Rebuilding Urbanism

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residential-urbanism

An insider’s look at Cape Town’s latest development

“We are confident in the long-term future of South Africa and, in particular, Cape Town” says James Wilson, CEO of Amdec Developments. At the recent unveiling of the R10 billion Harbour Arch development, to be situated at the southern entry-point of the Mother City, Wilson shares his thoughts on the future of property in South Africa.

Called “New Urbanism”, the development’s approach is centred around the concept of enabling residents to live, work, and play in the same area. “It’s a focus on a pedestrian-friendly lifestyle, where you can park your car in the basement parking bay and leave it there,” explains Wilson.

Amdec was founded 28 years ago by James Wilson and his father, John. Originally located in a renovated double garage in Cape Town, Amdec has grown into one of the largest development firms in the country. Initially, Wilson explains, they focused on buying single properties, renovating, and selling for a profit. This morphed into developing larger scale apartment complexes, and eventually the development of office blocks – most notably Steenberg Office Park. In 2005, Amdec purchased a 50% stake in Melrose Arch. While many locals ridiculed the decision, the risk paid off. Today, the precinct stands as a living and growing monument for how urban developments can function.

Melrose Arch, Wilson states, is the inspiration for Harbour Arch: “This new development encapsulates everything that’s great about Melrose Arch.” A decade-long project, Harbour Arch will eventually consist of six towers. The first, with construction due to commence early 2018, will cost approximately R1.5 billion. According to estimates, the construction project will create 2,500 jobs for locals – jobs that will effectively roll over from one project to the next, as each tower is completed. Wilson also explains that approximately 250 retail and hospitality jobs will be created through the development’s several stores, restaurants, coffee shops, and bars. There will also be two Marriott hotels, creating approximately 350 permanent employment opportunities.

“I’ve been living in Cape Town since moving here from the UK more than 30 years ago – and am delighted to be bringing this development to a city that still excites me every time I return home,” states Wilson. It’s clear that he has a passion not just for Cape Town, but for South African development as a whole. When asked about the need for affordable housing, especially in a city that has become largely unaffordable to those who work there, Wilson is clear: “We’ve had success developing affordable housing in the past, where we made 1,500 apartments available in End Street, Doornfontein surrounds, Johannesburg. These were aimed at previously disadvantaged people who needed a safe and secure home.” The development consists of three residential buildings, convenience shooting and the upgrading of an adjoining park. The company has since sold the development to a listed fund, but Wilson states that: “we are always looking for opportunities to do it again.”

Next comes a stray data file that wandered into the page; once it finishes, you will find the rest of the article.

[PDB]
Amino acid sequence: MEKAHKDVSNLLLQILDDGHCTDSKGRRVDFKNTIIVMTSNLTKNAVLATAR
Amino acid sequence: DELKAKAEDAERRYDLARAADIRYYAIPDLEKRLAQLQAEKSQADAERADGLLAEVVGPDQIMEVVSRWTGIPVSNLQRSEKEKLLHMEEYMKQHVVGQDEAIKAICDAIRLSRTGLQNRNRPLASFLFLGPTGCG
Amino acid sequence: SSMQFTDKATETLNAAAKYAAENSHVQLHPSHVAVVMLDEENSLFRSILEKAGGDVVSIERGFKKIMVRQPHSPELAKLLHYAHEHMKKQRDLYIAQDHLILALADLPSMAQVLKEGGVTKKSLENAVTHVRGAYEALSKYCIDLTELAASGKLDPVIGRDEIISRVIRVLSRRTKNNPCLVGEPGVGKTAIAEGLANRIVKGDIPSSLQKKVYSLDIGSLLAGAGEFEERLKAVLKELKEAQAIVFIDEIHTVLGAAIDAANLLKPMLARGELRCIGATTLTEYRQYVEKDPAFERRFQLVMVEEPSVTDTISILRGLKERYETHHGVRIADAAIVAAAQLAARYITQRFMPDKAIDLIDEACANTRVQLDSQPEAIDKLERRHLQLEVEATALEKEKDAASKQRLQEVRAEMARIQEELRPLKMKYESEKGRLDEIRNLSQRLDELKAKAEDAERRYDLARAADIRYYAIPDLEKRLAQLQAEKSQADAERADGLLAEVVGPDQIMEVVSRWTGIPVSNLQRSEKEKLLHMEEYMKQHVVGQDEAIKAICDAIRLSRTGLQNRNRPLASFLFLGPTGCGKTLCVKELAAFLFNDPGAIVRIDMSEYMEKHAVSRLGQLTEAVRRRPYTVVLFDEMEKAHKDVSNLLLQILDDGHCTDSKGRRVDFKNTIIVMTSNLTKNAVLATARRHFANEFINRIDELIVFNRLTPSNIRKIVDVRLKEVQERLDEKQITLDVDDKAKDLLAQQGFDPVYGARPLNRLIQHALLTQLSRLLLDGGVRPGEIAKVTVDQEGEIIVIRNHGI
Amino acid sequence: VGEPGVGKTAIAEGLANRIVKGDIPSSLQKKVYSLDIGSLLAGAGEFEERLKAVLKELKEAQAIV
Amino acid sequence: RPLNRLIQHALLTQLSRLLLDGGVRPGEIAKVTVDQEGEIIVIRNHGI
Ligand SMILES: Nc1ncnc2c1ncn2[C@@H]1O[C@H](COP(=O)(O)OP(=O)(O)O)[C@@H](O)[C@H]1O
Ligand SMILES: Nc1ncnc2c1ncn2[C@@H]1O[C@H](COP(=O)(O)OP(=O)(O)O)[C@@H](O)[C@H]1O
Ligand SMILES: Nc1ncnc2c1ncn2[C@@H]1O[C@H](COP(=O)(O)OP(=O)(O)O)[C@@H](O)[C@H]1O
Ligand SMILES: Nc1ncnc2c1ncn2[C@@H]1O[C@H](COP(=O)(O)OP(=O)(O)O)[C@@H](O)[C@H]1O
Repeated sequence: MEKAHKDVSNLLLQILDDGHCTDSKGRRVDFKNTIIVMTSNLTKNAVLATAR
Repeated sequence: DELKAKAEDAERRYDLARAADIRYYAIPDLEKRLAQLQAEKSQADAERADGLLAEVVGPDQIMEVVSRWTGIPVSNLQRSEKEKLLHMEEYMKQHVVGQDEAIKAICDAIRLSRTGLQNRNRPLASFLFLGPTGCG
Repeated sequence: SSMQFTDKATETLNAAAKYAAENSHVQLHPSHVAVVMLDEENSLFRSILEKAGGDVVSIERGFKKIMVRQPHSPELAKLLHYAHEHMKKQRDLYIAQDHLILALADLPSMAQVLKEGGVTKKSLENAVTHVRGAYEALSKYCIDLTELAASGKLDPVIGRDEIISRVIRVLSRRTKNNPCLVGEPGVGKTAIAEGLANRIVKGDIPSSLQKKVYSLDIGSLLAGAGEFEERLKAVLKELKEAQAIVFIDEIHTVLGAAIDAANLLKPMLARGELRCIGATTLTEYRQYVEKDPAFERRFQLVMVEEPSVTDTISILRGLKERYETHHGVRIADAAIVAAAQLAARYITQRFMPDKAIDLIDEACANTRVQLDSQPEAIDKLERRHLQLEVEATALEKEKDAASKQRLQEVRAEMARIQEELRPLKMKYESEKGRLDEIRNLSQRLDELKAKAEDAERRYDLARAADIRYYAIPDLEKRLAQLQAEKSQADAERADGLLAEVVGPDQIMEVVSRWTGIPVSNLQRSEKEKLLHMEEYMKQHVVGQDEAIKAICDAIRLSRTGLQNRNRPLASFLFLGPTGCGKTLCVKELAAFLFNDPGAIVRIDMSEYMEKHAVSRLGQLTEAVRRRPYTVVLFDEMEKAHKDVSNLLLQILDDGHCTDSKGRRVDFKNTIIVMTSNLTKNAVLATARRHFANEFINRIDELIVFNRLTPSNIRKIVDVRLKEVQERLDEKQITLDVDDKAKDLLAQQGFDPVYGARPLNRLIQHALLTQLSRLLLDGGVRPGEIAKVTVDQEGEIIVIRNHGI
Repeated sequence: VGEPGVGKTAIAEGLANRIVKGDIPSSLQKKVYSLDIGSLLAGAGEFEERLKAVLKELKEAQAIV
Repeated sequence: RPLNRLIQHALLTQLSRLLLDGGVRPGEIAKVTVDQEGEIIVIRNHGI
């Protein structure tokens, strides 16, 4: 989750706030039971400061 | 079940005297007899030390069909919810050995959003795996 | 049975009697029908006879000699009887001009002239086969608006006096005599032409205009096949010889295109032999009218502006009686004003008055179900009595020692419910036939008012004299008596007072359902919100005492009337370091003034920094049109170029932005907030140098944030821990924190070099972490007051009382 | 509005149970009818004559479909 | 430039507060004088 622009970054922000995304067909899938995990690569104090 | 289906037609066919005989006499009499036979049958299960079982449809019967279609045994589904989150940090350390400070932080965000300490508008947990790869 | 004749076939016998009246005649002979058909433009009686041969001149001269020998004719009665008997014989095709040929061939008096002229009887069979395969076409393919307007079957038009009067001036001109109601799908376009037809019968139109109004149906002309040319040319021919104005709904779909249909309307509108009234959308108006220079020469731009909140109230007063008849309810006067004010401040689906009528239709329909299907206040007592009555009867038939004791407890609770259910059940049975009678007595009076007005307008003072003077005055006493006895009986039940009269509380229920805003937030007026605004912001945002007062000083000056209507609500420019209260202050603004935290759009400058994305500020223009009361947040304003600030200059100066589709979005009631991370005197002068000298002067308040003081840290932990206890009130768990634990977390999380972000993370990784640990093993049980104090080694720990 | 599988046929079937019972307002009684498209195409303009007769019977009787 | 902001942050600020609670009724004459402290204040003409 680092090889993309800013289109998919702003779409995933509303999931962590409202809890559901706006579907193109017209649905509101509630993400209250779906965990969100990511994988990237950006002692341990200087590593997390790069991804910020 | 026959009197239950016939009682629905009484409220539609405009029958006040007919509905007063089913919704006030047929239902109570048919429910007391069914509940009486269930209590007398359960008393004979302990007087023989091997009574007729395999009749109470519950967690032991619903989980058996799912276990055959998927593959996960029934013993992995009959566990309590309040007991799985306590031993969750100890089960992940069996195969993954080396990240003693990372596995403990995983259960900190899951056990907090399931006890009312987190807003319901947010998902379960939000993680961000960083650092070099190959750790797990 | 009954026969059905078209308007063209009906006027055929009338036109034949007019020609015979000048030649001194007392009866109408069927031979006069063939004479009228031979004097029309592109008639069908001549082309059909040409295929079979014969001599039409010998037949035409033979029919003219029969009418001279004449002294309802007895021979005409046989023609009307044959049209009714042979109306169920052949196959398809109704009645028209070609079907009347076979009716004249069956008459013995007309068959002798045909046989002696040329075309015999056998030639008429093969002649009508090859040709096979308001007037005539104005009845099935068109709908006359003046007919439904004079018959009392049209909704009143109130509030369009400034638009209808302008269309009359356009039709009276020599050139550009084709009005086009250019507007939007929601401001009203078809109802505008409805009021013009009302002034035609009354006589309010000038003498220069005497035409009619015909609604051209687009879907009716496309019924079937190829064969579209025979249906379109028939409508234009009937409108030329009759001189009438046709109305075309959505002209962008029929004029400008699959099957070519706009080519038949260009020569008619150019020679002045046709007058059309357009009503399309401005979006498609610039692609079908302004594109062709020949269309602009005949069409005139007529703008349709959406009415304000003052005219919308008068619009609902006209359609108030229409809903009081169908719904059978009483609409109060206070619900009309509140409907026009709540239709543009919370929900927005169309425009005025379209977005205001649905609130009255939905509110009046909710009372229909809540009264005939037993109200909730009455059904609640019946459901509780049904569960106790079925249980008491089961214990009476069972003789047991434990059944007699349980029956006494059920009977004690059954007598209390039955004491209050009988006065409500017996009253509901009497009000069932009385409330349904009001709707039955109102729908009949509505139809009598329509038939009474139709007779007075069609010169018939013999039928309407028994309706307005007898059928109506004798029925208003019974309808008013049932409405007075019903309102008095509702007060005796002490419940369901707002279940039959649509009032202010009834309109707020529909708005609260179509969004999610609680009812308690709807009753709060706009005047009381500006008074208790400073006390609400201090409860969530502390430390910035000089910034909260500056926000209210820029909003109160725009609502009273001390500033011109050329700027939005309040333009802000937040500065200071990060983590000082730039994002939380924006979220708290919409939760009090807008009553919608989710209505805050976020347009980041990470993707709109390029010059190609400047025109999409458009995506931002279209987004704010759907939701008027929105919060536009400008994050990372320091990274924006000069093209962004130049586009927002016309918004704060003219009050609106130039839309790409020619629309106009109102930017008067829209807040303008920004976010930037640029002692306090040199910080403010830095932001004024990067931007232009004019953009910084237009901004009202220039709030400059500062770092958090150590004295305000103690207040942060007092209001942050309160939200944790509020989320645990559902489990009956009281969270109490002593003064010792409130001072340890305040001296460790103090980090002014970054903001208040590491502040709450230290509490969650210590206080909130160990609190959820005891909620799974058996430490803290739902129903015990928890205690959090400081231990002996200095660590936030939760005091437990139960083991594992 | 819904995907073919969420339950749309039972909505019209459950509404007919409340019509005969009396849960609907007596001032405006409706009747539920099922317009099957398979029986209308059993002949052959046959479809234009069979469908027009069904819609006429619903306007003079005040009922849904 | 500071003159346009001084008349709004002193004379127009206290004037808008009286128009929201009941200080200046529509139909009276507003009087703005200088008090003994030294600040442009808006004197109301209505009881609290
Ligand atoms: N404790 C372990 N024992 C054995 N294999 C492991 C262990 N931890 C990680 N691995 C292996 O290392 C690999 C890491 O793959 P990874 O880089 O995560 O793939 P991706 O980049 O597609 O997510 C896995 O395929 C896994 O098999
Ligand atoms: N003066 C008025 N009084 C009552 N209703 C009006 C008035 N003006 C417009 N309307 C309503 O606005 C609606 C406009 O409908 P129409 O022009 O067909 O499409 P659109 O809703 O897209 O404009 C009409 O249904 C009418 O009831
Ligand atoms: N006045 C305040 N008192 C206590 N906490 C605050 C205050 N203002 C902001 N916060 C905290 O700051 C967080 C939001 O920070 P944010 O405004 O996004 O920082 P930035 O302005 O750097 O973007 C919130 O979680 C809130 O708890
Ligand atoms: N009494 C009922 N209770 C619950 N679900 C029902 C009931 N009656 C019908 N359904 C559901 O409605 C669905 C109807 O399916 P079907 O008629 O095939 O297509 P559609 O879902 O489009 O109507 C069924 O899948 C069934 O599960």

Amdec is also the driving force behind legendary names such as Val de Vie and Pearl Valley in the Cape Winelands, and Evergreen Lifestyles. A leading name in retirement estates, Evergreen Lifestyles has approximately 3,000 homes in planning or under construction across the country. Wilson explains that they’re planning to have 10,000 homes built over the next few years in Val de Vie and Pearl Valley, taking advantage of the breathtaking scenery and world-class amenities.

The development of Harbour Arch is a clear product of Wilson’s vision for the future of South African cities. “Globally, people live and work in the same place, close to the CBD. South Africa is behind in this regard.” Wilson continues to explain that the traditional real estate model, one made up of suburbs and commutes by either road or rail to the CBD, is outdated. Cape Town is leading the way in the field, with several rejuvenation and redevelopment projects taking place over the past few decades, each luring the workforce out of suburbia. “What started out as young professionals looking to live closer to work, has morphed into young families looking to start their lives in the city…and why wouldn’t they?”

With easy access to amenities such as restaurants, parks, and shopping centres, cities have become more attractive of late. The lack of lengthy commutes have only added to the appeal, especially in large cities where traffic congestion has reached record levels.

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